Charles Dickens had it right:
“It was the best of times, it was the worst of times, it was the age of wisdom, it was the age of foolishness, it was the epoch of belief, it was the epoch of incredulity, it was the season of Light, it was the season of Darkness, it was the spring of hope, it was the winter of despair, we had everything before us, we had nothing before us . . .”
This famous single sentence was written in 1859, only 20 years or so after the invention of photography. It is as relevant now as it was then, alas.
I entered the camera industry in 1973, when it was apparently stable and simple (relatively), not knowing that half a lifetime later it would be a mosh pit.
Hats off to Japanese makers for being so creative today in the “pure camera” arena, especially in DSLRs and compact mirrorless cameras. And this is despite some of them ignoring Microvision’s 2004 photokina attempt to sell them the mirrorless concept in all its glory. It took a while, but they finally caught on (without which they might already be vanquished).
But our industry now is not just about cameras; it is about storytelling, image capture, manipulation, storage and display. Putting last first, I continue to be amazed by the usefulness and quality of HDTV sets as viewing platforms. My local Costco recently offered a 55-inch 4K Smart HDTV for only $550 or so.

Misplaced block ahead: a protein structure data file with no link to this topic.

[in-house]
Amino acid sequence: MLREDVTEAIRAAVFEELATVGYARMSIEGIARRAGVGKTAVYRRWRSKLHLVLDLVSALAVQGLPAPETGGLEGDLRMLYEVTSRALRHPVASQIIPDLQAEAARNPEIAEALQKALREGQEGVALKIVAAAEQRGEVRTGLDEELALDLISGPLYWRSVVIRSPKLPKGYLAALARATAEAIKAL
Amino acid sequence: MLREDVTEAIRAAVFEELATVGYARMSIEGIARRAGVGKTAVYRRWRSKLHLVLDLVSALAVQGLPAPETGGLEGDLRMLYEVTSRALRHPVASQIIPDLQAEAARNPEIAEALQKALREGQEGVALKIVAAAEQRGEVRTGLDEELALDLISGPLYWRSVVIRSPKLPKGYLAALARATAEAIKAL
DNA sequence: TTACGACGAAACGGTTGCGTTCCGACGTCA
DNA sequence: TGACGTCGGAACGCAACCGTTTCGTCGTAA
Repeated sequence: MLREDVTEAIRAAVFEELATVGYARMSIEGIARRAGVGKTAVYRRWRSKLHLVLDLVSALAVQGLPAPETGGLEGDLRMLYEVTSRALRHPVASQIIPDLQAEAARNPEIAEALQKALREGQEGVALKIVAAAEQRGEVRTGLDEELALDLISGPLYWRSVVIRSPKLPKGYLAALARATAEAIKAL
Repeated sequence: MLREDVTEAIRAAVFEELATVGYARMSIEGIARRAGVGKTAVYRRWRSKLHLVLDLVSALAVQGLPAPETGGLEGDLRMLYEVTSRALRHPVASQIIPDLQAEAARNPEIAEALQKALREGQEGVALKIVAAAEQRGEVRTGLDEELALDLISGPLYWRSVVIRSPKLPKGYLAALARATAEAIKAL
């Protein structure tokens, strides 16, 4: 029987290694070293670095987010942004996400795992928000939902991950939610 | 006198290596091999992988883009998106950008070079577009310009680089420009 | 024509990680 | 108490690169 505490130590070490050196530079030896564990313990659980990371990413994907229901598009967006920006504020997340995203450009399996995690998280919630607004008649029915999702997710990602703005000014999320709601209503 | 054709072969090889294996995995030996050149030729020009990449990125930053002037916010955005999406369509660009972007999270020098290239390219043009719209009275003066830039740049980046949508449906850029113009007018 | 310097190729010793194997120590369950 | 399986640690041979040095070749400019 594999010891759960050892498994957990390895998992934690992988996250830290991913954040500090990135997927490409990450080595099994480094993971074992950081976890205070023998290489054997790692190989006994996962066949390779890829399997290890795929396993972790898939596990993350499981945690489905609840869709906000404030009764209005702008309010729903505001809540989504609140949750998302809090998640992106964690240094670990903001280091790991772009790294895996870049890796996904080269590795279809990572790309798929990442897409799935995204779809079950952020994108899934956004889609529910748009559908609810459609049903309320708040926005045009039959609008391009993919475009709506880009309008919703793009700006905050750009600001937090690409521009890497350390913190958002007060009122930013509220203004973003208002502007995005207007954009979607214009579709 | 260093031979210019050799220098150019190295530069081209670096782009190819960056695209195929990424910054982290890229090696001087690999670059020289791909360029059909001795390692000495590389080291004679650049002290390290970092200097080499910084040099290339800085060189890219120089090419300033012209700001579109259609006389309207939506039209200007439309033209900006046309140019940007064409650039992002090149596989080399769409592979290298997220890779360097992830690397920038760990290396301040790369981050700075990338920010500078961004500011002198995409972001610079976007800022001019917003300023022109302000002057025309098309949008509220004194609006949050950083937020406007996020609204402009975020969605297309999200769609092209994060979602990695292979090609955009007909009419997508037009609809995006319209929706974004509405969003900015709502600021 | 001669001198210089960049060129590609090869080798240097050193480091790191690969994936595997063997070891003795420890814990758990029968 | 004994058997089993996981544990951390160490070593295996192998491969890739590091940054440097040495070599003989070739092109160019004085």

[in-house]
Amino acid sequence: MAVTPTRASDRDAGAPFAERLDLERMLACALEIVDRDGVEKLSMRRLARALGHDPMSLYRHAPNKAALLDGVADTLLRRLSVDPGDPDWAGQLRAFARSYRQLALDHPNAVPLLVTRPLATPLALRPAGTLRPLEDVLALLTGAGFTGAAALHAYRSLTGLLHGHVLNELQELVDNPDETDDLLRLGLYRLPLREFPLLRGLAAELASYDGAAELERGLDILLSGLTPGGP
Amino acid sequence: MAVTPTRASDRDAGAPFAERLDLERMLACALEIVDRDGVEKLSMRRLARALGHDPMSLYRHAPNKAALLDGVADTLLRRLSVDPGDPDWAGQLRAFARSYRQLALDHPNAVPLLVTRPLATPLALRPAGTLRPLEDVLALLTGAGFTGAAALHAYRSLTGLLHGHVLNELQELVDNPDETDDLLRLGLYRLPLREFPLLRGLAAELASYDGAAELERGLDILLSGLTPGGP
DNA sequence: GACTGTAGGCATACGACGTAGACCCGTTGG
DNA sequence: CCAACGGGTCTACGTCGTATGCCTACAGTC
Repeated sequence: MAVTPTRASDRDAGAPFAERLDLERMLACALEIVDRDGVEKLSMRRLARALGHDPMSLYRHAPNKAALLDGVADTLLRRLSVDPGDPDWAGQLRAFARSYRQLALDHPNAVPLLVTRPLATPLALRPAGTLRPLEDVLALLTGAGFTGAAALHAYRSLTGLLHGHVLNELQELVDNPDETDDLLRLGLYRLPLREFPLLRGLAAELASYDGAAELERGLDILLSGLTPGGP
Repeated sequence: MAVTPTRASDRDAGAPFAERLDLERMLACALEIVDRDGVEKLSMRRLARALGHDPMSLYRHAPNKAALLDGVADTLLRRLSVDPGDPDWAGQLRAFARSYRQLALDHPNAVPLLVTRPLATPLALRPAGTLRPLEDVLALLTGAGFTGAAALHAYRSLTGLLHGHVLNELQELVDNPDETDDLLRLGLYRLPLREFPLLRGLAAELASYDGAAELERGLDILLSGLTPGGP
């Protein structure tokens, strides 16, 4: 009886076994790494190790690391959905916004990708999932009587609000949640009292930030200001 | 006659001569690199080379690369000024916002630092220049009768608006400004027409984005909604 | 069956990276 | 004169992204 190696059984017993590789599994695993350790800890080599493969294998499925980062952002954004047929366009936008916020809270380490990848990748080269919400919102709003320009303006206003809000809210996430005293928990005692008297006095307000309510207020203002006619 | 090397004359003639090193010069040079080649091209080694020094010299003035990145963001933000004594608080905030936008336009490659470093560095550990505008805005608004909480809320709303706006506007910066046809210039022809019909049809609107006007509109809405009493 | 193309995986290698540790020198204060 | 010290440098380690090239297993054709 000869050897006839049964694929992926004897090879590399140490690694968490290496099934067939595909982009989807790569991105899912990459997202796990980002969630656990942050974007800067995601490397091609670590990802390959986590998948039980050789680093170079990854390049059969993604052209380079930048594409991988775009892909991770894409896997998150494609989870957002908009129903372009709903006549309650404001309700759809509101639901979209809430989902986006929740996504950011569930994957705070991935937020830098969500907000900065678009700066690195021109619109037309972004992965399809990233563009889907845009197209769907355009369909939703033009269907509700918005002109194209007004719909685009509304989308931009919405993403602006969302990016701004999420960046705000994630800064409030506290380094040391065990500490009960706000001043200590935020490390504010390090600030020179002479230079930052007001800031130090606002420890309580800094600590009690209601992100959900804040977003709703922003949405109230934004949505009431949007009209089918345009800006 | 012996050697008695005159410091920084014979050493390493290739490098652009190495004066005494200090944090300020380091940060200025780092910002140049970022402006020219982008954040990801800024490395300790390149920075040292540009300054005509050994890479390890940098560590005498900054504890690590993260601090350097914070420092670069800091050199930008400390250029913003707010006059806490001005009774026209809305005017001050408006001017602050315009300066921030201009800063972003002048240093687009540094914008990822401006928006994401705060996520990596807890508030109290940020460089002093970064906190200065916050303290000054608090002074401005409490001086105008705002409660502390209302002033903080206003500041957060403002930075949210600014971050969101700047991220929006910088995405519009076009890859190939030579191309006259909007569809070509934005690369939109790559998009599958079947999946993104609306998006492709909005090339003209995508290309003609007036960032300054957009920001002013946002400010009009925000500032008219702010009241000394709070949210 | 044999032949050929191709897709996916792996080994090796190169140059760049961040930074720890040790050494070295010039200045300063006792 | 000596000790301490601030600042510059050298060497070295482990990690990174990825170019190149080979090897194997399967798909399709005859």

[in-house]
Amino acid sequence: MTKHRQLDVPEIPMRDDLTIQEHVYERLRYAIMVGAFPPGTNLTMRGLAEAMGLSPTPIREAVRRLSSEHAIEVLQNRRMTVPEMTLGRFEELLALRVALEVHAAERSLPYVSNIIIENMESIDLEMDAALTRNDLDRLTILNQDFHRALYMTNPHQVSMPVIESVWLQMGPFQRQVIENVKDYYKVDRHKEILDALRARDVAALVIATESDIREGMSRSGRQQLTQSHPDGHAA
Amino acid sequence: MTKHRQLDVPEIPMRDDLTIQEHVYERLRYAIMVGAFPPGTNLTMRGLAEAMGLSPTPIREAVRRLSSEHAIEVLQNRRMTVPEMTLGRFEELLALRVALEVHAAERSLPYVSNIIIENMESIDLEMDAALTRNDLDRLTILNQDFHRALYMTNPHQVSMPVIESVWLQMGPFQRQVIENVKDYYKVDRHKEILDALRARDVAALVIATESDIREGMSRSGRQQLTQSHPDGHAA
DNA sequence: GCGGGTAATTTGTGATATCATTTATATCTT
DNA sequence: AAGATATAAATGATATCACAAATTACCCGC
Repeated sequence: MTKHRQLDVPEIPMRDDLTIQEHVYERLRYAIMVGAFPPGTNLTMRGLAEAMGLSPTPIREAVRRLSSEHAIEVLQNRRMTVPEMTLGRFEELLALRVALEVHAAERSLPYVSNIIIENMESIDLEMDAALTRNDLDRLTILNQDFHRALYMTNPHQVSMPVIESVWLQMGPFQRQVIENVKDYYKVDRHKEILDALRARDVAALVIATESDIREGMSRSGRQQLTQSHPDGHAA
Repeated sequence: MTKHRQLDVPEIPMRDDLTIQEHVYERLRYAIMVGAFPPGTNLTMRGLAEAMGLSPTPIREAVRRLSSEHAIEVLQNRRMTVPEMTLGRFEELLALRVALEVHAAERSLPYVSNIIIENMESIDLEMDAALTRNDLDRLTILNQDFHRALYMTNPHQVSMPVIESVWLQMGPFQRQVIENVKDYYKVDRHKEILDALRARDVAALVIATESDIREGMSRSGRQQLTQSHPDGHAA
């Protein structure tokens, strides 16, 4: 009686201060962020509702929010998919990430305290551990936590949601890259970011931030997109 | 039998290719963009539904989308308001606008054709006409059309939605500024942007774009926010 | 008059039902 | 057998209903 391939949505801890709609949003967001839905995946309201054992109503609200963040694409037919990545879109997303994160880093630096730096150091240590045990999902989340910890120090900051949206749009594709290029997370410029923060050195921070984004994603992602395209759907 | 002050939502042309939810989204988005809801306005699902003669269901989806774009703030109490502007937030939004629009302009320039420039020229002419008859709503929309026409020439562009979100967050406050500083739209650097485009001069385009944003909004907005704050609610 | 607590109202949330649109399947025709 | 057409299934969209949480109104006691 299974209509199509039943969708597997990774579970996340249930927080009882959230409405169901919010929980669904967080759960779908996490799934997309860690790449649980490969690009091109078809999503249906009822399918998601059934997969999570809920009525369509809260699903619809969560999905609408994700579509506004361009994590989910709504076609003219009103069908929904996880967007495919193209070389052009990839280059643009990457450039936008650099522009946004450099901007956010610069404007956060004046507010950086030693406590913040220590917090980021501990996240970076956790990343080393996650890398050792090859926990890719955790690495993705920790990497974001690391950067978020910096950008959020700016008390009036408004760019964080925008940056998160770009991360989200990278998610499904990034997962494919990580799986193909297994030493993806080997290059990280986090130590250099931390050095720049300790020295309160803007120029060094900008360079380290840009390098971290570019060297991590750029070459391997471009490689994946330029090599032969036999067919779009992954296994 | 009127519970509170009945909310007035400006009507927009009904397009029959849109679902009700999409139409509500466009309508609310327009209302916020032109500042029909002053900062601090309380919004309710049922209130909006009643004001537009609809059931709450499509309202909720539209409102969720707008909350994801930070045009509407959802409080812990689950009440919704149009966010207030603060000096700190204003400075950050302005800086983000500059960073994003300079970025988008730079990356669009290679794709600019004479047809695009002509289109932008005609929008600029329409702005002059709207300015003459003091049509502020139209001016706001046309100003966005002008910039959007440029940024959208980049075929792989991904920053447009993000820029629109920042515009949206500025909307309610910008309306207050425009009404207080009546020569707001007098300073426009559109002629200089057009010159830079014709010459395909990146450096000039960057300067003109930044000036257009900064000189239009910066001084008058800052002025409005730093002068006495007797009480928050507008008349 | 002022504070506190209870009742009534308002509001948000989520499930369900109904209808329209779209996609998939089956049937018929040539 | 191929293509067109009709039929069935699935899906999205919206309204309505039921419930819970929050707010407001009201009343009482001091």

Despite that big-screen value, most images today are viewed on handheld devices such as smartphones, which is where most images are captured anyway, right?
Total Immersion: 360º
So let’s look at some of the hot topics of today, starting with the horribly misnamed 360º cameras. Their image capture should be quoted in radians, not degrees, but most people would certainly not recognize a radian.
The creator of such cameras was IPIX, which I helped more than a decade ago, more like two decades, in fact. It started life as Omniview, but its “360º”-capable cameras in those days had to make do with VGA sensors—which of course created a huge stumbling block. (From memory their IP was sold to Sony and is now used by Ricoh in their Theta line.)
The biggest negative with ultrawide-angle lenses is that they “throw near subjects into the far distance,” while using front lens elements that are all-but hemispherical and thus at great risk of physical damage. But their biggest assets is that the image can be zoomed into and around, allowing for immersive, total image capture and exploration!
Today’s Buzz: Drones
But 360º cameras pale into insignificance in the consciousness of the masses relative to the ubiquity of news and rumblings (grumblings?) about drones.
While nobody was looking, Chinese maker DJI marched into the U.S. market and soon staked out a 70% market share by some accounts.
Even action camera king GoPro took a while to realize they were giving away an important market opportunity. So they hustled into a drone program with Karma. Fascinatingly, this word is defined as (in Hinduism and Buddhism): “the sum of a person’s actions in this and previous states of existence, viewed as deciding their fate in future existences.” This might spell out GoPro’s arc of life in a nutshell, as they (successfully, so far) face stiff competition, especially from el-cheapo action camera knockoffs from traditionally creative (hah!) China.